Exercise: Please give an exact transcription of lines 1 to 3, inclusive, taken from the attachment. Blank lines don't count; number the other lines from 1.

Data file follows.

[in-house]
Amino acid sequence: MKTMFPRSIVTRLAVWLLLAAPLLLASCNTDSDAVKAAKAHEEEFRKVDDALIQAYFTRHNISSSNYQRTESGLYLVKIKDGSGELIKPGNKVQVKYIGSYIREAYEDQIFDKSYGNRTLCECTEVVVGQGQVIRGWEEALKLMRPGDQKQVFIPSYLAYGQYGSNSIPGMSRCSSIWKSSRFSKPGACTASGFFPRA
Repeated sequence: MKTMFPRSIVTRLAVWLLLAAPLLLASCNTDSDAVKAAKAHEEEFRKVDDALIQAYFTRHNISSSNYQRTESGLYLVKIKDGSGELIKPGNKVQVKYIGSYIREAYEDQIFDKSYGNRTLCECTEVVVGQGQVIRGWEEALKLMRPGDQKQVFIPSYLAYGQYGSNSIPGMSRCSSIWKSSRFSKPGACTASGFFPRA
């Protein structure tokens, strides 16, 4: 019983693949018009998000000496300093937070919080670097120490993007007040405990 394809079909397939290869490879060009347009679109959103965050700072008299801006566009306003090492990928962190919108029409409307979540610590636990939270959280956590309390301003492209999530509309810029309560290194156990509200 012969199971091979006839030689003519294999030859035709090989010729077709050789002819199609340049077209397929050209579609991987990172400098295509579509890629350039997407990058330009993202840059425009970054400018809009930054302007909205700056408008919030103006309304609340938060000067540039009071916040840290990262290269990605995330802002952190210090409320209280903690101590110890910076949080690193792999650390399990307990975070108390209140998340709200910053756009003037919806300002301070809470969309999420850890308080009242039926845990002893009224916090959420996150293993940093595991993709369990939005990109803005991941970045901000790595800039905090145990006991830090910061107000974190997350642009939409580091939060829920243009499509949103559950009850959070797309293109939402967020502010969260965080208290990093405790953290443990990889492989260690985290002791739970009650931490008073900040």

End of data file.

[in-house]
Amino acid sequence: MKTMFPRSIVTRLAVWLLLAAPLLLASCNTDSDAVKAAKAHEEEFRKVDDALIQAYFTRHNISSSNYQRTESGLYLVKIKDGSGELIKPGNKVQVKYIGSYIREAYEDQIFDKSYGNRTLCECTEVVVGQGQVIRGWEEALKLMRPGDQKQVFIPSYLAYGQYGSNSIPGMSRCSSIWKSSRFSKPGACTASGFFPRA
Repeated sequence: MKTMFPRSIVTRLAVWLLLAAPLLLASCNTDSDAVKAAKAHEEEFRKVDDALIQAYFTRHNISSSNYQRTESGLYLVKIKDGSGELIKPGNKVQVKYIGSYIREAYEDQIFDKSYGNRTLCECTEVVVGQGQVIRGWEEALKLMRPGDQKQVFIPSYLAYGQYGSNSIPGMSRCSSIWKSSRFSKPGACTASGFFPRA